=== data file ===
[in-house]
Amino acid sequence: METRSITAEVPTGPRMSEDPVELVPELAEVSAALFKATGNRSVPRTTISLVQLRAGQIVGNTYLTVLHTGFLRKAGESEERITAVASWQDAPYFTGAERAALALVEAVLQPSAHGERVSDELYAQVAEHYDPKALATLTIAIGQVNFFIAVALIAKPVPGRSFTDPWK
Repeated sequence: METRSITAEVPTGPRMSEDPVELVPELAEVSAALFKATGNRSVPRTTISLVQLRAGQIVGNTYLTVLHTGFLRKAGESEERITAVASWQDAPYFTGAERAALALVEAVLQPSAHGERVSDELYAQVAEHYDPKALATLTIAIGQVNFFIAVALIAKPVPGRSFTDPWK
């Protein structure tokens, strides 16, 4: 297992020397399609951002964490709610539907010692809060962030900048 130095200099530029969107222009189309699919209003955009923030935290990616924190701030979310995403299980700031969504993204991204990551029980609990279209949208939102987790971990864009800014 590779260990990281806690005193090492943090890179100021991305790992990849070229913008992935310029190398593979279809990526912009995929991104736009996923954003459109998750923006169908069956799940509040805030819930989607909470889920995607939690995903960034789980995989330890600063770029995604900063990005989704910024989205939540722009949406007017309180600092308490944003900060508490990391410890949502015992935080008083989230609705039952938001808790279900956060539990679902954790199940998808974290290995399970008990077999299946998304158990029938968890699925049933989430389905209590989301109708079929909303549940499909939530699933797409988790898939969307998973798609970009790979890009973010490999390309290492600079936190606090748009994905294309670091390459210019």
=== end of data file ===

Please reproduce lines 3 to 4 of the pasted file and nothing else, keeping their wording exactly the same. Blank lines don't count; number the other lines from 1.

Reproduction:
Repeated sequence: METRSITAEVPTGPRMSEDPVELVPELAEVSAALFKATGNRSVPRTTISLVQLRAGQIVGNTYLTVLHTGFLRKAGESEERITAVASWQDAPYFTGAERAALALVEAVLQPSAHGERVSDELYAQVAEHYDPKALATLTIAIGQVNFFIAVALIAKPVPGRSFTDPWK
């Protein structure tokens, strides 16, 4: 297992020397399609951002964490709610539907010692809060962030900048 130095200099530029969107222009189309699919209003955009923030935290990616924190701030979310995403299980700031969504993204991204990551029980609990279209949208939102987790971990864009800014 590779260990990281806690005193090492943090890179100021991305790992990849070229913008992935310029190398593979279809990526912009995929991104736009996923954003459109998750923006169908069956799940509040805030819930989607909470889920995607939690995903960034789980995989330890600063770029995604900063990005989704910024989205939540722009949406007017309180600092308490944003900060508490990391410890949502015992935080008083989230609705039952938001808790279900956060539990679902954790199940998808974290290995399970008990077999299946998304158990029938968890699925049933989430389905209590989301109708079929909303549940499909939530699933797409988790898939969307998973798609970009790979890009973010490999390309290492600079936190606090748009994905294309670091390459210019």